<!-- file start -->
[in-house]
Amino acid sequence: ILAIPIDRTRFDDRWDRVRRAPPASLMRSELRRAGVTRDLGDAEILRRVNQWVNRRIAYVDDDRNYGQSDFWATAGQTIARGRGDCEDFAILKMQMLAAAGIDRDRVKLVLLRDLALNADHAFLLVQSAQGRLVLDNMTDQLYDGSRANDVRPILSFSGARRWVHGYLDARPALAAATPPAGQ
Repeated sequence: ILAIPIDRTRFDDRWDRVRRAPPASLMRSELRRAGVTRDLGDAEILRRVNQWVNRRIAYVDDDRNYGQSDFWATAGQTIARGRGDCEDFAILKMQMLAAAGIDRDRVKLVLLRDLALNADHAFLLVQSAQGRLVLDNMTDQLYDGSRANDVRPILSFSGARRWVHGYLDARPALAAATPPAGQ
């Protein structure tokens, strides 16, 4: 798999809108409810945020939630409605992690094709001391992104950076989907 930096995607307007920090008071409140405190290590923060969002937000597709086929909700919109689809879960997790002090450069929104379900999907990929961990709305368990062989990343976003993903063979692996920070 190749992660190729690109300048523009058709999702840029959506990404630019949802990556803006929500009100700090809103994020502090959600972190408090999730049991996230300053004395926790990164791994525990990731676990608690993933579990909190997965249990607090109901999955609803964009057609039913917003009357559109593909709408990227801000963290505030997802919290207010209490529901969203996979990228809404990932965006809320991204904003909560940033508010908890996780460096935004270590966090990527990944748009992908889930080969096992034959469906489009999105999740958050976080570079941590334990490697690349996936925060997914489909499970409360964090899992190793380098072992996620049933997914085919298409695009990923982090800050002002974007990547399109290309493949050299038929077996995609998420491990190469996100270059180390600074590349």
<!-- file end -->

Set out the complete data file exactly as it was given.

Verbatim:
[in-house]
Amino acid sequence: ILAIPIDRTRFDDRWDRVRRAPPASLMRSELRRAGVTRDLGDAEILRRVNQWVNRRIAYVDDDRNYGQSDFWATAGQTIARGRGDCEDFAILKMQMLAAAGIDRDRVKLVLLRDLALNADHAFLLVQSAQGRLVLDNMTDQLYDGSRANDVRPILSFSGARRWVHGYLDARPALAAATPPAGQ
Repeated sequence: ILAIPIDRTRFDDRWDRVRRAPPASLMRSELRRAGVTRDLGDAEILRRVNQWVNRRIAYVDDDRNYGQSDFWATAGQTIARGRGDCEDFAILKMQMLAAAGIDRDRVKLVLLRDLALNADHAFLLVQSAQGRLVLDNMTDQLYDGSRANDVRPILSFSGARRWVHGYLDARPALAAATPPAGQ
């Protein structure tokens, strides 16, 4: 798999809108409810945020939630409605992690094709001391992104950076989907 930096995607307007920090008071409140405190290590923060969002937000597709086929909700919109689809879960997790002090450069929104379900999907990929961990709305368990062989990343976003993903063979692996920070 190749992660190729690109300048523009058709999702840029959506990404630019949802990556803006929500009100700090809103994020502090959600972190408090999730049991996230300053004395926790990164791994525990990731676990608690993933579990909190997965249990607090109901999955609803964009057609039913917003009357559109593909709408990227801000963290505030997802919290207010209490529901969203996979990228809404990932965006809320991204904003909560940033508010908890996780460096935004270590966090990527990944748009992908889930080969096992034959469906489009999105999740958050976080570079941590334990490697690349996936925060997914489909499970409360964090899992190793380098072992996620049933997914085919298409695009990923982090800050002002974007990547399109290309493949050299038929077996995609998420491990190469996100270059180390600074590349």